Today’s artwork is a set of sample pages from my A Year of Altered Books class, which is going very well so far. Students are talking and posting work, which is always a good sign. And it makes me happy, when I see things happening as a result of lessons I’ve put together.

So, it’s a new year. Every January, my financial slate gets wiped clean, because I get a tiny lump sum payment from an IRA I inherited from my father. Not a big amount, but with my low income, it’s enough to make a difference. I usually stuff it into my savings account, and use it to cover whatever house things need doing, and to pay quarterly taxes. Boring stuff. But before it goes to savings, I wipe my credit card clear. Any debt that has managed to build up from the previous year goes away—and last year, I charged a ton of doctors and office visits and tests, and the bill was quite large. I managed to chip it down a bit towards the end of the year, and last week, I took it to zero.

And then, the hard drive on my computer finally started singing its final song.

I’m pretty hard on my computers. I do a lot of work on very large files. In the past year or so, I’ve been doing lots of video work. And while my system can handle all that—it can’t keep going forever. My current box is four years old, which is about the lifespan for a desktop system that’s used for daily work. About six months ago, my weekly system health scans started showing sector failures, and I knew it was time to start shopping and figuring, to see if I could afford to not just replace, but upgrade. I mean, what’s the point of getting a new computer if it’s not bigger, stronger, or faster than the previous one?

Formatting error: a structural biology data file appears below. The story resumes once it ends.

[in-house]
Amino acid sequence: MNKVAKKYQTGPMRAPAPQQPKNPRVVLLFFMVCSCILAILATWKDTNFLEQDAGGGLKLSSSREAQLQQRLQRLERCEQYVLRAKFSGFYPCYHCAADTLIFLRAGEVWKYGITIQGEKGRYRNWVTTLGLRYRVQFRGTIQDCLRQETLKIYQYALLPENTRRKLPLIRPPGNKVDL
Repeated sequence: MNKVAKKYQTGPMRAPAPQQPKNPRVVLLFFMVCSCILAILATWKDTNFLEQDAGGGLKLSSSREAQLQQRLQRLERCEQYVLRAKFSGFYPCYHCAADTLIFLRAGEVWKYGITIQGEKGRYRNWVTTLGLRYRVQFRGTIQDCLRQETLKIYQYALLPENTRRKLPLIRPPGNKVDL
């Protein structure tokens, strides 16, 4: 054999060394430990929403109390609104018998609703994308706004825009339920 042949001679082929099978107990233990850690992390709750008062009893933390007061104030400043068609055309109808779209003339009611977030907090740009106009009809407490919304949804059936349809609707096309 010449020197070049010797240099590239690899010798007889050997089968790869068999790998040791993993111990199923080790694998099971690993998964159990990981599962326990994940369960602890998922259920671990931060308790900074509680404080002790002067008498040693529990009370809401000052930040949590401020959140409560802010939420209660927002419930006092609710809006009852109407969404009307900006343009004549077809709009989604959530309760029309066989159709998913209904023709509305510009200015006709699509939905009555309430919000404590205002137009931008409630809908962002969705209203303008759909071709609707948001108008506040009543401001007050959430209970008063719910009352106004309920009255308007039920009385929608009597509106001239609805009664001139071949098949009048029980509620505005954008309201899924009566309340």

Anyway, within 24 hours of zero balance, I charged a new, faster system. And I’m OK with that. It’s the cost of doing business.

The new box arrived yesterday, and as soon as I finish writing this post, and sending out an email newsletter, and run one last full backup to my portable external drive of all the files I want to transfer from the old system to the new, I’ll make the swap. This used to be a horrific experience, where I had to switch back and forth between machines to get it all right. After doing it so many times, I have it down to a system: lists of software I have to install, and things I have to set up.

Meanwhile, life off the computer is all about setting up appointments and knocking them down. I received my nice, shiny insurance card in the mail on Saturday, and immediately scheduled a mammogram, which happened yesterday. Results via email: negative. Another small victory. Now, I have to get my ducks in a row to go get a colonoscopy before I see my oncologist for a checkup in March, so he won’t lecture me.

On Tuesday, I go get my eyes examined, which is a big one, since last year, I missed my annual check due to the unscheduled health disaster. Somehow, I just never got to it before the end of the year. January is the month to get it done, while I have the small stash of cash to cover exams and new glasses. My everyday glasses are two years old, and my computer glasses are three years old, and I can tell they both need replacing.

And I’m making things. Some things I can’t show until after my AB2014 class sees them, and some things for my Etsy shop, which should get restocked next week, and some things for a swap with friends, because we’re silly.

Life goes on. Moving forward…